The Phillies finished the 2010 regular season with the best record in MLB. This accomplishment is all the sweeter when the barrage of injuries the team faced are considered. Now that we’ve reached the interlude between the regular season and the postseason the question looms: aside from homefield advantage in the NL play-offs, what does the best regular season record mean? Here are a few numbers regarding the best MLB regular season record since the expansion to three divisions in each league (discounting 1994 because there was no postseason).
Teams with the best record: 20 (this number is greater than 16 due to ties)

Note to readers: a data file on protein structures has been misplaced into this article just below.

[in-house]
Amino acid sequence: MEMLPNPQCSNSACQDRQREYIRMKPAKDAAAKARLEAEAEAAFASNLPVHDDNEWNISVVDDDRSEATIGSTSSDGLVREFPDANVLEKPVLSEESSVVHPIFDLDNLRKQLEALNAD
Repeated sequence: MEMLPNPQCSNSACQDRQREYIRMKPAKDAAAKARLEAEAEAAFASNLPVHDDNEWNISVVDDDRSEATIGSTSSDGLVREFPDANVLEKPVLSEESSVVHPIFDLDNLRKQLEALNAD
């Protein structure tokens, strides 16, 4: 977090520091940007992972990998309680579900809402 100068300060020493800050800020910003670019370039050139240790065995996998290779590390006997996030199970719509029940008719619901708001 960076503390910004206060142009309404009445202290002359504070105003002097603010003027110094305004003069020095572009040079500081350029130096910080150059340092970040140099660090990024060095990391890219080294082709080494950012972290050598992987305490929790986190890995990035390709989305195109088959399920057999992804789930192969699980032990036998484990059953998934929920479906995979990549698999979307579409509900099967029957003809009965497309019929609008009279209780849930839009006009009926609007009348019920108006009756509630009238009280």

Franchises with the best record: 11
Mean number of wins for best record: 102
Lowest number: 96
Highest number: 116
Does regular season performance translate to postseason success? Between 1995-2009 the postseason results looked like this:
In the past 15 seasons 16% of the teams with the best record in baseball have gone on to win the World Series. Because teams can tie for best record, 20% of the World Series champions have had the best record in MLB.
Postseason baseball is wonderful. I think it is a travesty that the division series are only best of five games, but I guess nothing is perfect.